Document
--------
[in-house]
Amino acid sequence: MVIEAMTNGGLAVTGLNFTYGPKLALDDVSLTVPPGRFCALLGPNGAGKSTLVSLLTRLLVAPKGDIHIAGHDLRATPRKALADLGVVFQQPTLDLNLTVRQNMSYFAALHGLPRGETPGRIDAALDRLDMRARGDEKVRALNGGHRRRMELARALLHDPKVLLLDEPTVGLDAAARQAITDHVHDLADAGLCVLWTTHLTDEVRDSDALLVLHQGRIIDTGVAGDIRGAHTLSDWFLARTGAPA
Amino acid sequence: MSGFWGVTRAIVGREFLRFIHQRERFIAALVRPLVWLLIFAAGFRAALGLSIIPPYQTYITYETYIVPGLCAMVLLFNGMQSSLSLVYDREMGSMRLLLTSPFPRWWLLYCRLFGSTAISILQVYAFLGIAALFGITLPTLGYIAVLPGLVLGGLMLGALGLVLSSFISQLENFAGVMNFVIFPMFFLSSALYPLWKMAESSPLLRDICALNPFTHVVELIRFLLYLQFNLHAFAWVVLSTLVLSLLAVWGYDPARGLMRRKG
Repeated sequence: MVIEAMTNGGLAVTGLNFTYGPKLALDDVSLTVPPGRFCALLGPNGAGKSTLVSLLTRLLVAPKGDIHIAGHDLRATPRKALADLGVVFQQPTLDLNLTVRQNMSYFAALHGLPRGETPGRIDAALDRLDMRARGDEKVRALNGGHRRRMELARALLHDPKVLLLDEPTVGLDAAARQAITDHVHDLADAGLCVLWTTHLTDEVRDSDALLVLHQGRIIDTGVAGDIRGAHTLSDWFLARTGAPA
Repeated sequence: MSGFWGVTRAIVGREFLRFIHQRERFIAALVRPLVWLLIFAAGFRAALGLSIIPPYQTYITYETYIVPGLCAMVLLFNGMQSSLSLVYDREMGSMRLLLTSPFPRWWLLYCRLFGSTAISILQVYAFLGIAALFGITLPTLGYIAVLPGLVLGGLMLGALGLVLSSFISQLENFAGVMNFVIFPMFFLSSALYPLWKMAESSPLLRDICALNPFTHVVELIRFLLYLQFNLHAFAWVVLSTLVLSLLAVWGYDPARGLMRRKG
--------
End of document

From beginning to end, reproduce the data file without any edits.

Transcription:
[in-house]
Amino acid sequence: MVIEAMTNGGLAVTGLNFTYGPKLALDDVSLTVPPGRFCALLGPNGAGKSTLVSLLTRLLVAPKGDIHIAGHDLRATPRKALADLGVVFQQPTLDLNLTVRQNMSYFAALHGLPRGETPGRIDAALDRLDMRARGDEKVRALNGGHRRRMELARALLHDPKVLLLDEPTVGLDAAARQAITDHVHDLADAGLCVLWTTHLTDEVRDSDALLVLHQGRIIDTGVAGDIRGAHTLSDWFLARTGAPA
Amino acid sequence: MSGFWGVTRAIVGREFLRFIHQRERFIAALVRPLVWLLIFAAGFRAALGLSIIPPYQTYITYETYIVPGLCAMVLLFNGMQSSLSLVYDREMGSMRLLLTSPFPRWWLLYCRLFGSTAISILQVYAFLGIAALFGITLPTLGYIAVLPGLVLGGLMLGALGLVLSSFISQLENFAGVMNFVIFPMFFLSSALYPLWKMAESSPLLRDICALNPFTHVVELIRFLLYLQFNLHAFAWVVLSTLVLSLLAVWGYDPARGLMRRKG
Repeated sequence: MVIEAMTNGGLAVTGLNFTYGPKLALDDVSLTVPPGRFCALLGPNGAGKSTLVSLLTRLLVAPKGDIHIAGHDLRATPRKALADLGVVFQQPTLDLNLTVRQNMSYFAALHGLPRGETPGRIDAALDRLDMRARGDEKVRALNGGHRRRMELARALLHDPKVLLLDEPTVGLDAAARQAITDHVHDLADAGLCVLWTTHLTDEVRDSDALLVLHQGRIIDTGVAGDIRGAHTLSDWFLARTGAPA
Repeated sequence: MSGFWGVTRAIVGREFLRFIHQRERFIAALVRPLVWLLIFAAGFRAALGLSIIPPYQTYITYETYIVPGLCAMVLLFNGMQSSLSLVYDREMGSMRLLLTSPFPRWWLLYCRLFGSTAISILQVYAFLGIAALFGITLPTLGYIAVLPGLVLGGLMLGALGLVLSSFISQLENFAGVMNFVIFPMFFLSSALYPLWKMAESSPLLRDICALNPFTHVVELIRFLLYLQFNLHAFAWVVLSTLVLSLLAVWGYDPARGLMRRKG